Water restrictions attempt to combat western drought
From January to July, western states have experienced a record dry spell. With extreme droughts threatening local water supplies, state and local officials are enacting conservation policies to ensure the wells don’t run dry.
In Henderson, Nev., efforts include prohibiting irrigation before sunset until Oct. 1 and installing new, low volume irrigation turf in residential front yards, common areas, highway medians and non-residential developments, according to Henderson’s website. Since the city’s drought response plan was developed in 2002, southern Nevada has reduced its water demand from about 314 gallons per person per day to about 219 gallons, according to materials from the Las Vegas Valley Water District.
Las Vegas has joined Henderson in rethinking lawns. The city has offered residents monetary incentives totaling $200 million to replace grass with synthetic material, according to theThe New York Times. Other conservation efforts have been successful in Las Vegas, according to the Las Vegas Daily Times. Residents are consuming nearly 33 percent less water per day than a year ago. However, severe droughts have affected the city’s water supply this summer. If the city’s water supply drops to 60 percent, Las Vegas has plans for an aggressive drought awareness campaign. The city also will identify major water users and fine them up to $5,120 after the fifth infraction, according to Las Vegas’ website.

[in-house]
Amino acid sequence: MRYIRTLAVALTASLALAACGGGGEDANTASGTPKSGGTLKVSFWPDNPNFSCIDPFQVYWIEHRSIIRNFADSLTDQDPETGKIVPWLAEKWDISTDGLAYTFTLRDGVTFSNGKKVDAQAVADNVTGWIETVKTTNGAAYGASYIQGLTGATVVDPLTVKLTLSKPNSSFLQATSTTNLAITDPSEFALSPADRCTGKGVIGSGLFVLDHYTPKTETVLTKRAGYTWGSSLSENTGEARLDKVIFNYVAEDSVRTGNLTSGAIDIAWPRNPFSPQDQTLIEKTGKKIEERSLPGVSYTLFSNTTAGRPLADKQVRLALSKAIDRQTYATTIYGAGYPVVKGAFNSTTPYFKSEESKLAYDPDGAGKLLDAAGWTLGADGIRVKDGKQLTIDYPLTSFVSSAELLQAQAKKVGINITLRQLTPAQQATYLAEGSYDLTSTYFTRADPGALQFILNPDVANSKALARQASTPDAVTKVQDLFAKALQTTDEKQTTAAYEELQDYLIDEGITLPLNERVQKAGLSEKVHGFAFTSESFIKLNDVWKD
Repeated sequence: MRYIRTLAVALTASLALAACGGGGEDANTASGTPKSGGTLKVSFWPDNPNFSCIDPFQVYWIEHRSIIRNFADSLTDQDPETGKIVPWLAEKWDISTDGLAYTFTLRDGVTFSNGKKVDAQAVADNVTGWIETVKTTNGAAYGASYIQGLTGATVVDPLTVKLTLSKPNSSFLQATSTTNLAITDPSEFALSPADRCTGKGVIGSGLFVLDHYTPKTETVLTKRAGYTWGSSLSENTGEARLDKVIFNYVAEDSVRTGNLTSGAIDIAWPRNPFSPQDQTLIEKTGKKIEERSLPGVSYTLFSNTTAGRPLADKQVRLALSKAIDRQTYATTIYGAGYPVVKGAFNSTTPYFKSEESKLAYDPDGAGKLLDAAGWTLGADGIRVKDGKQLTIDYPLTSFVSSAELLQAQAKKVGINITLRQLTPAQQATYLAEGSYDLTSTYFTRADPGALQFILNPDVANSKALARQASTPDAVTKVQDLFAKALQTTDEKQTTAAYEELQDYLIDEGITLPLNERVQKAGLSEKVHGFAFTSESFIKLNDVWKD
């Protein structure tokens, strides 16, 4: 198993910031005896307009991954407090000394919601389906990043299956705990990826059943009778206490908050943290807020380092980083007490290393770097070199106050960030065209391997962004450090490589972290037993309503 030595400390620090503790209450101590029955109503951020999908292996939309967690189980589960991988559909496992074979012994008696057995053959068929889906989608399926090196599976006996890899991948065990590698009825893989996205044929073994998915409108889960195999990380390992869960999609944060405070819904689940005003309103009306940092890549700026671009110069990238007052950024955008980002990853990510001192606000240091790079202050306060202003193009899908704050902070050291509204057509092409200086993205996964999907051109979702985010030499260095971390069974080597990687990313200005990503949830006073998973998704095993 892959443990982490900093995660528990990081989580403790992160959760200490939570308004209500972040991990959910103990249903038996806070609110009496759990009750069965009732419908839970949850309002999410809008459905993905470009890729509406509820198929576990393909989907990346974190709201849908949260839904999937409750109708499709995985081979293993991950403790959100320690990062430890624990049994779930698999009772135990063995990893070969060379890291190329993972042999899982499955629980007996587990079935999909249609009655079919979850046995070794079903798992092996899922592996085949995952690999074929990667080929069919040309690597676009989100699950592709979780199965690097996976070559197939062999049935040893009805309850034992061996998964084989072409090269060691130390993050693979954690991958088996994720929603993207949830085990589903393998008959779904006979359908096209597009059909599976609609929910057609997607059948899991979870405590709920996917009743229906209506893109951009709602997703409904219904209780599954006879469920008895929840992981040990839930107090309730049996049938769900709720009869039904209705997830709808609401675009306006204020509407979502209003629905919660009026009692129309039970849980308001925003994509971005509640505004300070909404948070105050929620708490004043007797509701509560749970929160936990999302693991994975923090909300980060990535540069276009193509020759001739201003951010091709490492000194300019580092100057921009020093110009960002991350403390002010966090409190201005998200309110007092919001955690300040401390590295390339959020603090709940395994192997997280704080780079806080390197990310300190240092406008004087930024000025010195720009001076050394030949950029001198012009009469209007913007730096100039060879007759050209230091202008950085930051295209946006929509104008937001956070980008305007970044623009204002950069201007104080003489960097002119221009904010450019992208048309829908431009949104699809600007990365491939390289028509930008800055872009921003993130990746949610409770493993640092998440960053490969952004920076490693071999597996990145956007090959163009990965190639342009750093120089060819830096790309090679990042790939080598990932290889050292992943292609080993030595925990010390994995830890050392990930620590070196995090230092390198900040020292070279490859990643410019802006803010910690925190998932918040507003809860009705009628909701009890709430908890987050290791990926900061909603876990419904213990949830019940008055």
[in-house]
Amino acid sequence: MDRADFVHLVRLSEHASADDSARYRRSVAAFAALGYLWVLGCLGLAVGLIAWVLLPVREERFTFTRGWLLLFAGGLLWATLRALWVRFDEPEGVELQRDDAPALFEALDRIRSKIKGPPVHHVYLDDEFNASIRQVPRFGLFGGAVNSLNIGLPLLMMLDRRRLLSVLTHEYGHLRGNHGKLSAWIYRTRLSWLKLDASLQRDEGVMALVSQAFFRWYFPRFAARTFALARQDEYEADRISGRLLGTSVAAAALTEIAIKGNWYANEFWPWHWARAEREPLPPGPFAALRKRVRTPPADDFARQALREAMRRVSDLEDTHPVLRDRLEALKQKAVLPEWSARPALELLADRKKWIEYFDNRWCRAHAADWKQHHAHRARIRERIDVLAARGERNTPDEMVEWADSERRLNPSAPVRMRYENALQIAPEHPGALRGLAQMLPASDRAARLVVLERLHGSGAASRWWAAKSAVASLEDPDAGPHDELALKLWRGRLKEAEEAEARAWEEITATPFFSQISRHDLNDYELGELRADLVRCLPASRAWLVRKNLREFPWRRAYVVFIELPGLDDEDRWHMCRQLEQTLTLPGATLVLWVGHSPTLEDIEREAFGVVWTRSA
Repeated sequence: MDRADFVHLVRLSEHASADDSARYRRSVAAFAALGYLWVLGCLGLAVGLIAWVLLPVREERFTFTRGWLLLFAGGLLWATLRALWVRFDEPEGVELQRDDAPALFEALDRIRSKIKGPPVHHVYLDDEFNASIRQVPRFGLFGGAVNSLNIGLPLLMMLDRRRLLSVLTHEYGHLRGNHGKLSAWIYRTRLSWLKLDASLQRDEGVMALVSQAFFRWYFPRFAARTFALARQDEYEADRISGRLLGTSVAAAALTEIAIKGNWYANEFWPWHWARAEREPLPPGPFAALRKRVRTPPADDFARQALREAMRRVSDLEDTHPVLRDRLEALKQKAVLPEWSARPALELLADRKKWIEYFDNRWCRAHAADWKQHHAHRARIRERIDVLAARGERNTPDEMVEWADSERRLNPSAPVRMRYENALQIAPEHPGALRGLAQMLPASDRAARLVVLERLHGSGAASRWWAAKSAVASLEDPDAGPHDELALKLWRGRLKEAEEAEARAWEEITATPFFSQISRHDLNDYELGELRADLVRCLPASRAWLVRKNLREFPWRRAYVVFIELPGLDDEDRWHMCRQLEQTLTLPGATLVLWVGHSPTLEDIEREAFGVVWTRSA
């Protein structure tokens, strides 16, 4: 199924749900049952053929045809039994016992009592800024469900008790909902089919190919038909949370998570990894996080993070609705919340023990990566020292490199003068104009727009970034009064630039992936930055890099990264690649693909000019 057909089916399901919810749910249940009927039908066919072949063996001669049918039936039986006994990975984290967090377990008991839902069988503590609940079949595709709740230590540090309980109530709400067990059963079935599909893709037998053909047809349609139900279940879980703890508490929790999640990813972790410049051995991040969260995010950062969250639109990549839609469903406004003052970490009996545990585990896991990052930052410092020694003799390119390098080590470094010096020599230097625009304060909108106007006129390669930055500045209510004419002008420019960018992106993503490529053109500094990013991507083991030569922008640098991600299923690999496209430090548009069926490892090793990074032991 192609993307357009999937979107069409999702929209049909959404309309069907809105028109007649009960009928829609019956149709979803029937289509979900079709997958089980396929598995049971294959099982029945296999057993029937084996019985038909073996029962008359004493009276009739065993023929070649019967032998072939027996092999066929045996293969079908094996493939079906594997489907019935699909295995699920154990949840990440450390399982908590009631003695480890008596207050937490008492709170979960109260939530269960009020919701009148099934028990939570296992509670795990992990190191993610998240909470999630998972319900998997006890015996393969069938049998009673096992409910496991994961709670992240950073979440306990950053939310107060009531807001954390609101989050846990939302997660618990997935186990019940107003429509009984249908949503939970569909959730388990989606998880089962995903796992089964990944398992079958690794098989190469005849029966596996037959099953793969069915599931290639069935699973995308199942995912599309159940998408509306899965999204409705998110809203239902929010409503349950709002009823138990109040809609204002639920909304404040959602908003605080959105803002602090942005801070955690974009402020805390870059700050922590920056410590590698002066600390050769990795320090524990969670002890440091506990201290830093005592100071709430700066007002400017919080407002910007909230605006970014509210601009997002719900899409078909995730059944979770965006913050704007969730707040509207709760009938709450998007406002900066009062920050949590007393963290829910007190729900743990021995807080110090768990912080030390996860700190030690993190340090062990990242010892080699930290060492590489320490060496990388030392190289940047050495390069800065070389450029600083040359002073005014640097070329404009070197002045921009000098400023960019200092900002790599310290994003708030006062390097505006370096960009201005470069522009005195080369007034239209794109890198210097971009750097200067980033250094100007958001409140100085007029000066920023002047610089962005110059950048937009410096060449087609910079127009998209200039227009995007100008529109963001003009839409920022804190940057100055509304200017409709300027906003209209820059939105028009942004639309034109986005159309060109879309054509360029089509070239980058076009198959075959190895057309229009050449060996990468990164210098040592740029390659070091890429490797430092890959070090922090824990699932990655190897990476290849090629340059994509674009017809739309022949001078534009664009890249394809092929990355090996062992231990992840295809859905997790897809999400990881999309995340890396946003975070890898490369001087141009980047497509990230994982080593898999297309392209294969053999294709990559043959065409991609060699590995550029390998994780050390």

In Austin, Texas, Austin Water implemented drought regulations last September that remain in effect. Restrictions include assigned irrigation times and dates and restrictions on car washes and public fountain bans. Restaurants may not serve water without it being specifically requested by a patron and patio mister operations are limited under a set period of time.
California’s weather this year was marred by significant drought conditions. With water rapidly depleting, California American Water has encouraged all consumers to cut back water usage. Methods include no longer refilling swimming pools, ceasing automatic service of water to restaurant patrons and no longer watering plants more than every other day.
Despite these restrictions and previously holding above-average water levels, most of California is experiencing severe drought levels.